AT furthermore holds that activities are embedded in a social context, which involves rules, a community and division of labour. The community are other individuals, involved in activities that are related, but not identical to the activity carried out by the subject. The community may consist for instance of colleagues in a company with which one cooperates. The involvement of other people implies that activity systems are multi-voiced (Engestrom 1999): different people involved will have different interests, opinions and traditions, so that the object addressed in the activity system has different meanings for different involved people. This may be a source of tension, but also a driver of change in the activity system, leading to modifications and improvements. These different viewpoints by different parties in the activity system are related to the division of labour within the system. For instance, in a school teachers and pupils both work on the teaching activity (Lim and Hang 2003), but with clearly different tasks and responsibilities and interests.

Finally, the activity system is subject to rules. Rules can be more or less formal, and define how the subject should behave within the community. For instance, in the context of travel, formal rules could pertain to where and when travel modes are allowed to use (highways, cycling paths, pedestrian areas, use of an off-peak travel pass for public transport). Implicit rules are related to norms in the community regarding what is appropriate behaviour, such as using bicycle or public transport not being in accordance with a manager’s status.

Activity systems under development

A central notion of AT (Engestrom 1999) is that activity systems are not constant and go through an ongoing process of transformation. One reason, as mentioned before, is the multi-voicedness of activity systems, relating to the multiple actors involved in the community of most activity systems. In this respect, it is helpful to realize that the actors involved in the activity system of the subject, are also subjects themselves in their own activity systems. Hence, we can conceptualize the social context of activities as a network of interlinked activity systems, each with their own objects and goals and having different perspectives, which may lead to tension, dialogue, negotiation and innovation.

A second reason is that activity systems are open systems, which may adopt new elements from outside. These include new technologies or new actors, which cause changes in the functioning of the activity system and may lead to tensions, due to different interests and viewpoints. For example, Lim and Hang (2003) describe how the introduction of ICT facilities in classrooms in Singapore lead to contradictions between optimizing flexible ICT learning facilities to their full extent, and sticking to a quite rigid classical form of education. In the end, the system was adjusted by allowing pupils to take more responsibility about their ICT supported learning activities, and shifting teachers’ role partly from frontal lecturing to coaching.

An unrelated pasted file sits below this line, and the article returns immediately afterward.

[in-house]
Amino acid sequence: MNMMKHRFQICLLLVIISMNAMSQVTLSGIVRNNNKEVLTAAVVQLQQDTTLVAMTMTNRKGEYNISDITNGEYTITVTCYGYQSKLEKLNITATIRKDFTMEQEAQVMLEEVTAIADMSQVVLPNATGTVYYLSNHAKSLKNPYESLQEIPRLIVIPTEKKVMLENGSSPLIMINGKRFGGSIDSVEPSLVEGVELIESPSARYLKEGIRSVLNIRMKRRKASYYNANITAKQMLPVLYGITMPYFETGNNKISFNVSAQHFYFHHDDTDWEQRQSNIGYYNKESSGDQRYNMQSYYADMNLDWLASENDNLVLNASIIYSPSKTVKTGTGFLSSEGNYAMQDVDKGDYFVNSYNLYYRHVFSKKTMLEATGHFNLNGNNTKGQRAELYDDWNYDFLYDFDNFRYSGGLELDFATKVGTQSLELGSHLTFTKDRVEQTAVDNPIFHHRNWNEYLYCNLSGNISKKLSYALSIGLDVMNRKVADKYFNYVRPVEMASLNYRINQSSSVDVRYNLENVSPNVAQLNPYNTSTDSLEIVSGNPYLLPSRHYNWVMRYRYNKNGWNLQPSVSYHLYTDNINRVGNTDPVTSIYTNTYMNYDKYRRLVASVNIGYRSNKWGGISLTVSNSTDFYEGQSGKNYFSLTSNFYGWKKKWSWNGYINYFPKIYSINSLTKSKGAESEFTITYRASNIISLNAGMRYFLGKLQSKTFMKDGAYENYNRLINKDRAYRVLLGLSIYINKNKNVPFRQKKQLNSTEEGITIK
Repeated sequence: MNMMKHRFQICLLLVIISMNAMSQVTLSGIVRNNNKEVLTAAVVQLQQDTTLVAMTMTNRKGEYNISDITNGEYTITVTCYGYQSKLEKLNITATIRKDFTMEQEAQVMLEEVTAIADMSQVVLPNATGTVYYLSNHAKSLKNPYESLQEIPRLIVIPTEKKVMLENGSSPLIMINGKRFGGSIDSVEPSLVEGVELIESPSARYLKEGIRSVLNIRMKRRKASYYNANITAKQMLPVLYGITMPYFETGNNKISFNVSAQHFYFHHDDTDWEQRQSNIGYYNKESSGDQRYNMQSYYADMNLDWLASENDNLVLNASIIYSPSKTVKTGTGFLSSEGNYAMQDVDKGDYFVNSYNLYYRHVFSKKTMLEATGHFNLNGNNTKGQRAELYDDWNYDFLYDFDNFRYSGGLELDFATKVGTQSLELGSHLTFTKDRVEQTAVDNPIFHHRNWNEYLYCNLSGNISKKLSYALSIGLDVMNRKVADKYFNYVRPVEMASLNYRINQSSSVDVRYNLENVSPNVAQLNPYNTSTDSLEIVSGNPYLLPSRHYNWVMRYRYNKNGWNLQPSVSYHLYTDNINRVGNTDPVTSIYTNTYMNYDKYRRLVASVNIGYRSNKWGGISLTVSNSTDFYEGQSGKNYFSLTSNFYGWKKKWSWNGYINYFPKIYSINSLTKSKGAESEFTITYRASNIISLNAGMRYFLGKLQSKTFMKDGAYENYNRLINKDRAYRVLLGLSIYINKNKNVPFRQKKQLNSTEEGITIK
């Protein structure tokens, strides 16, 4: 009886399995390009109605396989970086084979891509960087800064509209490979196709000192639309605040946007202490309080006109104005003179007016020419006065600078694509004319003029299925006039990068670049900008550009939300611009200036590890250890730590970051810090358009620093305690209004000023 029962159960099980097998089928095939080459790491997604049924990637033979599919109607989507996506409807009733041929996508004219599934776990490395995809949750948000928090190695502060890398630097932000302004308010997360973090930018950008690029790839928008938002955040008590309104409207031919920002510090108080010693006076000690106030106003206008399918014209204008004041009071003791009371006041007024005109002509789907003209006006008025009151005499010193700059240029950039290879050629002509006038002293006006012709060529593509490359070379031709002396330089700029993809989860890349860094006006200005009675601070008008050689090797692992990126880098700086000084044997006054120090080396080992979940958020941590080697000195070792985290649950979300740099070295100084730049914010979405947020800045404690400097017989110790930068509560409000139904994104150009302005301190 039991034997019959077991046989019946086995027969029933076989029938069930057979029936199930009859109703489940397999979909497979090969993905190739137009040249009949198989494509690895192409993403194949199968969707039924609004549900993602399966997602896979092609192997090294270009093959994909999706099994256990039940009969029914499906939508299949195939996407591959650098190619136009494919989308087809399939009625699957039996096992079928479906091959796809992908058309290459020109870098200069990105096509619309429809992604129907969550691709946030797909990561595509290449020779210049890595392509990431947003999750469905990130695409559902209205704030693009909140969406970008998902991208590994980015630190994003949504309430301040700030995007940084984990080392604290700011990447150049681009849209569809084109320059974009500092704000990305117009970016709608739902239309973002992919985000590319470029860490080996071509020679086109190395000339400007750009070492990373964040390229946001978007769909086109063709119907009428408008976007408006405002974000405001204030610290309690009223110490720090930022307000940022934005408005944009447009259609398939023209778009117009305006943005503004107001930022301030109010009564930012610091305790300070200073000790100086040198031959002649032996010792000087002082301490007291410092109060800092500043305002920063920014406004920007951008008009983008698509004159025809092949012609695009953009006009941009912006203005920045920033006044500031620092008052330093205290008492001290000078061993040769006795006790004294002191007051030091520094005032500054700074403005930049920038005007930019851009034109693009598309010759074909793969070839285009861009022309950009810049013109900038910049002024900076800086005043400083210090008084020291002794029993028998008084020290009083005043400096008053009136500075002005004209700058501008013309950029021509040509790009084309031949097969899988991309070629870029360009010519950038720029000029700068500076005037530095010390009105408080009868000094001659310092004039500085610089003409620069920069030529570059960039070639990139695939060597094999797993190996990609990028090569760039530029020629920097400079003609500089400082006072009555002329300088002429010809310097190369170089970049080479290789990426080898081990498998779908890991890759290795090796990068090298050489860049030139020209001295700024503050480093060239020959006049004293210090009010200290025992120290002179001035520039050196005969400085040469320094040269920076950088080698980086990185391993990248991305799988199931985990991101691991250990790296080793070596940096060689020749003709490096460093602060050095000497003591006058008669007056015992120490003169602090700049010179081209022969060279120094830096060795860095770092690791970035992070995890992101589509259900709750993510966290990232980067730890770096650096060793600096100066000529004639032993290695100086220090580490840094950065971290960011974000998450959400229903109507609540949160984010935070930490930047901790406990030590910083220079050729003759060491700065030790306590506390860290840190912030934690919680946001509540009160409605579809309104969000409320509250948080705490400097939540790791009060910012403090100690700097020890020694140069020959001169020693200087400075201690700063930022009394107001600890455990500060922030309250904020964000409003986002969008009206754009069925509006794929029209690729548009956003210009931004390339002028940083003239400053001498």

Contradictions are seen as fundamental in evolving activity systems, since they trigger changes by negotiating task and responsibilities, changed practices or improved tools. A consequence of activity systems as being in an ongoing state of transition is their historicity. This implies that the functioning of activity systems is path dependent, and should be understood in the context of their past states and subsequent changes. Only in this way can practices and their embeddedness in systems of rules and labour division be understood. In addition, historicity implies that activities and the use of tools are influenced by cultures, which can in term be seen as the outcome of the accumulation and transmission of social knowledge through the activities.

Applications of AT

While AT can potentially be applied to the study of any tool assisted activity, many applications (and also relevant for the current paper) concern Human Computer Interface studies. From a theoretical point of view Nardi (1996a, b) discusses the principles of AT and how AT can be applied to study HCI in specific contexts. She emphasizes that objects in the context of HCI are not static and may differ between users. She also notes that an activity in the context of HCI may involve both actions (i.e. consciously carried out, such as using software for the first time) and operations (automatically carried out, such as typing a word). The key notion, however, is that activities are mediated by ICTs and that in fact the activity and the ICT should be regarded as mutually dependent and unified. Examples of applications include (as described above) the use of AT to study the use of computers as a learning tool in class rooms in Singapore (Lim and Hang 2003), to design adaptive e-learning systems (Peña-Ayala et al. 2014) and the design of groupware (Fjeld et al. 2002). Carvalho et al. (2015) apply AT to develop a conceptual model of the use of serious games. In particular they acknowledge that the activity of playing a serious game may have different motives for different individuals, partly depending on their role (player or instructor) leading to different actions and implications for game design. Given that smartphone apps can be regarded as software running on a particular type of computer (handheld mobile devices), this paper proposes that AT provides a promising tool to investigate the impact of smartphone apps on activities and travel, doing right to the variety of apps and users with their differences in objects, rules and communities, giving rise to contradiction and development.